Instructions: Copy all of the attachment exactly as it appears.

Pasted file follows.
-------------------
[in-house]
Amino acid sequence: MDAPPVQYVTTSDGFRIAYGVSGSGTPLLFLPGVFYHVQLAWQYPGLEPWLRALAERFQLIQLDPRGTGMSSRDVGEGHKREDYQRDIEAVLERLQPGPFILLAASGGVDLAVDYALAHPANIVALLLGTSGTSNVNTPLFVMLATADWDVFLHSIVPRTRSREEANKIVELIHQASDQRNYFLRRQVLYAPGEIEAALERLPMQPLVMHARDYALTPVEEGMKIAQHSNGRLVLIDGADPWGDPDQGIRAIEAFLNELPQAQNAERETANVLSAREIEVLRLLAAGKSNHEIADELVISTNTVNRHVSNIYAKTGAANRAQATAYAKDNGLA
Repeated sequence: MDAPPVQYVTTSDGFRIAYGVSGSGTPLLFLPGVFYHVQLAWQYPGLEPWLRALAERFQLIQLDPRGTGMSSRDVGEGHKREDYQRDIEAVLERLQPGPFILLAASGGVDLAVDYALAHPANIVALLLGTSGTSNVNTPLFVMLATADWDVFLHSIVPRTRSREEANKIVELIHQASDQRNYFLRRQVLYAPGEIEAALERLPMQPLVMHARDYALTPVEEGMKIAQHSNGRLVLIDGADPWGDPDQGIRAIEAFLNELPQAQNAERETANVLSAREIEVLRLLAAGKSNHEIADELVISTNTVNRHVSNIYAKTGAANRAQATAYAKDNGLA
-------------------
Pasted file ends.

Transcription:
[in-house]
Amino acid sequence: MDAPPVQYVTTSDGFRIAYGVSGSGTPLLFLPGVFYHVQLAWQYPGLEPWLRALAERFQLIQLDPRGTGMSSRDVGEGHKREDYQRDIEAVLERLQPGPFILLAASGGVDLAVDYALAHPANIVALLLGTSGTSNVNTPLFVMLATADWDVFLHSIVPRTRSREEANKIVELIHQASDQRNYFLRRQVLYAPGEIEAALERLPMQPLVMHARDYALTPVEEGMKIAQHSNGRLVLIDGADPWGDPDQGIRAIEAFLNELPQAQNAERETANVLSAREIEVLRLLAAGKSNHEIADELVISTNTVNRHVSNIYAKTGAANRAQATAYAKDNGLA
Repeated sequence: MDAPPVQYVTTSDGFRIAYGVSGSGTPLLFLPGVFYHVQLAWQYPGLEPWLRALAERFQLIQLDPRGTGMSSRDVGEGHKREDYQRDIEAVLERLQPGPFILLAASGGVDLAVDYALAHPANIVALLLGTSGTSNVNTPLFVMLATADWDVFLHSIVPRTRSREEANKIVELIHQASDQRNYFLRRQVLYAPGEIEAALERLPMQPLVMHARDYALTPVEEGMKIAQHSNGRLVLIDGADPWGDPDQGIRAIEAFLNELPQAQNAERETANVLSAREIEVLRLLAAGKSNHEIADELVISTNTVNRHVSNIYAKTGAANRAQATAYAKDNGLA